An initial order for an initial production batch of "Valiant Bomber Mark 1 (B.1)" aircraft had already been placed in January 1951. The first production aircraft flew in December 1953, again more or less on the schedule Edwards had promised, and was delivered to the RAF in January 1955. Britain's "V-bomber" force, as it had been nicknamed in October 1952, was now in operation. The Victor and Vulcan would follow.BACK_TO_TOP
* The Valiant prototype was a relatively conservative and conventional design, with a shoulder-mounted wing and twin Avon RA.3 turbojets, with 28.9 kN (2,950 kgp / 6,500 lbf) thrust each, in each wingroot for a total of four engines. The engine bays were designed to permit the use of Sapphire engines as a backup plan. The overall impression of the design was of a plain and clean aircraft, appealing in its simplicity as were many early jet aircraft. George Edwards described it appropriately as an "unfunny" machine.
The wing's good size allowed it to have a ratio of wing thickness to chord of 12% and still accommodate the Avon engines within the wing roots. This engine fit contributed to the aircraft's aerodynamic cleanliness, at the expense of making engine access for maintenance and repair more troublesome; and increasing the risk of "fratricide", with the failure of one engine possibly contributing to the failure of its partner.
The wing had a "compound sweep" configuration, devised by Vickers aerodynamicist Elfyn Richards, with a large 45-degree angle of sweepback in the inner third of the wings and a shallow angle of about 24 degrees sweep outboard. The compound sweep was a good compromise between aerodynamic efficiency and aircraft balance. The wing featured large flaps, scalloped out around the engine exhausts, for better takeoff and landing performance, and had airbrakes above the wings.
The engine inlets were long rectangular slots in the first prototype, but following Valiants featured double-oval ("spectacle") shaped inlets to permit greater airflow for more powerful Avon engine variants. The jet exhausts emerged from fairings above the trailing edge of the wings. The tail was sweptback, and the tailplane was mounted well up the tailfin to keep it out of the engine exhaust and so improve controllability.
The wing loading was relatively low, reducing takeoff run and increasing range, and the Valiant was also fitted with double slotted flaps to shorten takeoffs. The aircraft featured tricycle landing gear, with twin-wheel nosegear retracting backward, and tandem-wheel main gear retracting outward into the wing. Most of the aircraft's systems were electric, an innovative scheme at the time, with the power system based on 112 volts DC. The brakes and steering gear were hydraulic, but the hydraulic pumps were electrically driven.
The Valiant was built around a massive "backbone" beam that supported the wing spars and the weight of bombs in the long bombbay. The crew, housed in a pressurized "egg", consisted of pilot, copilot, two navigators, and an electronics operator. The crew got in and out of the cockpit through an upward-hinged oval door on the left side. Only the pilot and copilot had ejection seats, which fired upward; the other three crew members had to jump out of the bomber on their own. The Victor and Vulcan had the same general crew and escape system arrangement.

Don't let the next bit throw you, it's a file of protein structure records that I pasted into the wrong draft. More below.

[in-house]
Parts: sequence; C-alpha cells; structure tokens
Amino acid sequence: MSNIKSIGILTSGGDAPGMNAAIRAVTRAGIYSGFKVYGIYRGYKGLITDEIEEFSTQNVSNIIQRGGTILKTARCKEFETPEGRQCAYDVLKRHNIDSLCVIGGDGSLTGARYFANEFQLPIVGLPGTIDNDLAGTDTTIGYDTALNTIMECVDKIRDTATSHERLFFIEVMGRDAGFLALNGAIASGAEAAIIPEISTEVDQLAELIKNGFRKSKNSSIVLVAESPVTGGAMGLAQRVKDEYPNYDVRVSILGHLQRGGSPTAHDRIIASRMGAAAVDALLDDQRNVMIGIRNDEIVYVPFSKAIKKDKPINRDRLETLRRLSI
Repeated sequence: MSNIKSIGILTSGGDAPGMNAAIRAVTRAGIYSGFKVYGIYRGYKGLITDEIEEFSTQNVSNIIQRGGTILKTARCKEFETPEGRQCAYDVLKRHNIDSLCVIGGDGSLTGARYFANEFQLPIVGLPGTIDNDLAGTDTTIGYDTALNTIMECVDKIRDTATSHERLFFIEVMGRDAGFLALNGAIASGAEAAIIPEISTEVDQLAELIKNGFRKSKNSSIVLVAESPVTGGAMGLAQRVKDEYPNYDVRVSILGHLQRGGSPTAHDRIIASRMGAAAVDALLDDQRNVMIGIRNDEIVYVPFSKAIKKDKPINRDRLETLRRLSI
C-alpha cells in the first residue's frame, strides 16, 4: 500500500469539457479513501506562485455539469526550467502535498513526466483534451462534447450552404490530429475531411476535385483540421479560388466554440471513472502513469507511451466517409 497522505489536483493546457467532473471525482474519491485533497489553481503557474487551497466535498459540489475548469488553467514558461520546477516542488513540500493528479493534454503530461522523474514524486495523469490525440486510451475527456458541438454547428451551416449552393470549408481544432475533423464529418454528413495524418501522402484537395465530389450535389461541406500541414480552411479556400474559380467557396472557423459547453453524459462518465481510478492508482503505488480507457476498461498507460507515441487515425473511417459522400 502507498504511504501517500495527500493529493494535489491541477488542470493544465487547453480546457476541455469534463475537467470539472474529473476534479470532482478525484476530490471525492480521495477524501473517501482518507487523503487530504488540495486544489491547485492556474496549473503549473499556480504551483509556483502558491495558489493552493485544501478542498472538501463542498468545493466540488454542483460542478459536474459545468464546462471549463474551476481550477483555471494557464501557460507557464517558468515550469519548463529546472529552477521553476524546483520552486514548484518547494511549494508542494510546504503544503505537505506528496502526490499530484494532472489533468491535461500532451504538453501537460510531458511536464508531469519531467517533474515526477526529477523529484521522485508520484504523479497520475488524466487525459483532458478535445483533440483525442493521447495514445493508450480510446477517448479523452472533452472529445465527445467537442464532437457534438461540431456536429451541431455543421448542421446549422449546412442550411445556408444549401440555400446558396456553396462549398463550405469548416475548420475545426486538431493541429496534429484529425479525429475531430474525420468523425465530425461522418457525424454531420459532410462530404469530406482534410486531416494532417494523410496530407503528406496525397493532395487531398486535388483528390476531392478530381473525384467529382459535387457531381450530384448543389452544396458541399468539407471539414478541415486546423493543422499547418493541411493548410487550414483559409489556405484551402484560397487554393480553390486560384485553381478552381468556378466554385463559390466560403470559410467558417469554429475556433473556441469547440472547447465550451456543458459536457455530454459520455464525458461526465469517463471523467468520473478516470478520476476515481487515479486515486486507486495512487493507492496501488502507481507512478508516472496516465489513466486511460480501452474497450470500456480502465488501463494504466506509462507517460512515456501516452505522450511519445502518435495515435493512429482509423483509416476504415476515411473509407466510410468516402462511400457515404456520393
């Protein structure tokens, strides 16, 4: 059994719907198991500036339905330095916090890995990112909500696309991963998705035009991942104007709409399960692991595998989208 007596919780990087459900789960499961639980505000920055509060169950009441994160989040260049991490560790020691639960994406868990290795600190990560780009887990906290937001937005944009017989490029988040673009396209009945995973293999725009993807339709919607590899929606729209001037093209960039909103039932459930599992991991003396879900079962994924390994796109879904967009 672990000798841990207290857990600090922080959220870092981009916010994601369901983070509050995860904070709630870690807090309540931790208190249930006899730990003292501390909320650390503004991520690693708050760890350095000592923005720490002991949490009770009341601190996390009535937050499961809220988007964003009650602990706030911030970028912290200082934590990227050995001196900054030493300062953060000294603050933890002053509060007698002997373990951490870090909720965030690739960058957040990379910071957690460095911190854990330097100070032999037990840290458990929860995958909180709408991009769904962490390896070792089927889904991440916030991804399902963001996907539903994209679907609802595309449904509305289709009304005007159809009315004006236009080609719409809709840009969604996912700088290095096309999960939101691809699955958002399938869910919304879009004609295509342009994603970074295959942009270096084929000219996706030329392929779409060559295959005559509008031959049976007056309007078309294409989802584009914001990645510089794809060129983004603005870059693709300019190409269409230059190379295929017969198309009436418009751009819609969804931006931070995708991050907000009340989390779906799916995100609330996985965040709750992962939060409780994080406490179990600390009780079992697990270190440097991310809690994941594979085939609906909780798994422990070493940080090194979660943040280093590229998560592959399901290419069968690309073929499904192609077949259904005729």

The Air Ministry had originally envisioned that the entire nose of all the V-bombers would be discarded as an escape system, but this proved impractical. An ejection system was in fact designed later for the other three crew members: they would sit side-by-side, facing backwards, with the center crewman ejecting first through a roof hatch, then each of other seats shunted to that position and ejected in turn. Experiments were conducted in 1960 using a Valiant and firing a single seat as a demonstration, but that was as far as it went. The scheme wasn't implemented since it would have required major alterations to the aircraft.
In hindsight, the good safety record of the Valiant and the other V-bombers made it clear this would not have been a good use of money; the pilot and co-pilot would be the last out in any case, not ejecting until the other crew had escaped, and since the ejection seats of the era didn't have low-altitude capability, they wouldn't make much difference in a low-level accident.
The Valiant B.1 could carry a single 4,500 kilogram (10,000 pound) nuclear weapon or up to 21 450 kilogram (1,000 pound) bombs in its bombbay. Landing gear clearance was on the short side, so the bombbay doors retracted up into the fuselage to facilitate bomb loading; the nosewheel could be extended to provide additional clearance. Large external tanks, one carried under each wing and with a capacity of 7,500 liters (1,979 US gallons), could be fitted to extend range. There was work done on pods that could be fitted in place of the tanks to carry additional bombs, but that effort was canceled. The aircraft had no defensive armament, though a tail turret had been considered.
The B.1 was fitted with a sophisticated (for the time) "Navigation / Bombing System (NBS)", built around the H2S Mark 9a Yellow Aster radar. Development of the NBS was protracted, and many Valiants weren't fitted with it until well after they had gone into service. The navigation system also included a Green Satin Doppler navigation radar and a Gee-H radio location system. There was a blister under the nose to allow the bombardier to lie prone and pinpoint a target through an optical sight.